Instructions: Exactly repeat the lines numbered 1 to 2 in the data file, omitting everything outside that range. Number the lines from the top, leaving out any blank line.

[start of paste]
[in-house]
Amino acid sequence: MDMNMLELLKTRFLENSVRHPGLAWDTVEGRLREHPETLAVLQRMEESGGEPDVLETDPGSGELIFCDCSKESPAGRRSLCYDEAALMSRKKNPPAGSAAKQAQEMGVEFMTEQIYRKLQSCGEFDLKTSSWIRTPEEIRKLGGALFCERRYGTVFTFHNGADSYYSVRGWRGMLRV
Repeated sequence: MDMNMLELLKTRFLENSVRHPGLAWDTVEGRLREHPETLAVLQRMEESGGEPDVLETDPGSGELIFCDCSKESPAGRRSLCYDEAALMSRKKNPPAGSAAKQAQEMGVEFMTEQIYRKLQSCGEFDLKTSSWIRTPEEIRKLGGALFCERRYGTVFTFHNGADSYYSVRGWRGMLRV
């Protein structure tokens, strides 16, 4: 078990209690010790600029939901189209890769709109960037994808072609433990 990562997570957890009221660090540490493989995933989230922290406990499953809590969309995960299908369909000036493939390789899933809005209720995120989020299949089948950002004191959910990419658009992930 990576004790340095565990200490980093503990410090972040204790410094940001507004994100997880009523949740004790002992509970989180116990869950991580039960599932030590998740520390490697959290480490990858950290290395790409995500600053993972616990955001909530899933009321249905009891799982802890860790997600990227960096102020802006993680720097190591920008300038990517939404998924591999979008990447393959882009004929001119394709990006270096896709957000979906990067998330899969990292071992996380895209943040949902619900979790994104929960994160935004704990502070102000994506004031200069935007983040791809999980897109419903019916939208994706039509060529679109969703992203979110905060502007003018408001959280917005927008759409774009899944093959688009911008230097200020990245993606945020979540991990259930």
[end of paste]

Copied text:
[in-house]
Amino acid sequence: MDMNMLELLKTRFLENSVRHPGLAWDTVEGRLREHPETLAVLQRMEESGGEPDVLETDPGSGELIFCDCSKESPAGRRSLCYDEAALMSRKKNPPAGSAAKQAQEMGVEFMTEQIYRKLQSCGEFDLKTSSWIRTPEEIRKLGGALFCERRYGTVFTFHNGADSYYSVRGWRGMLRV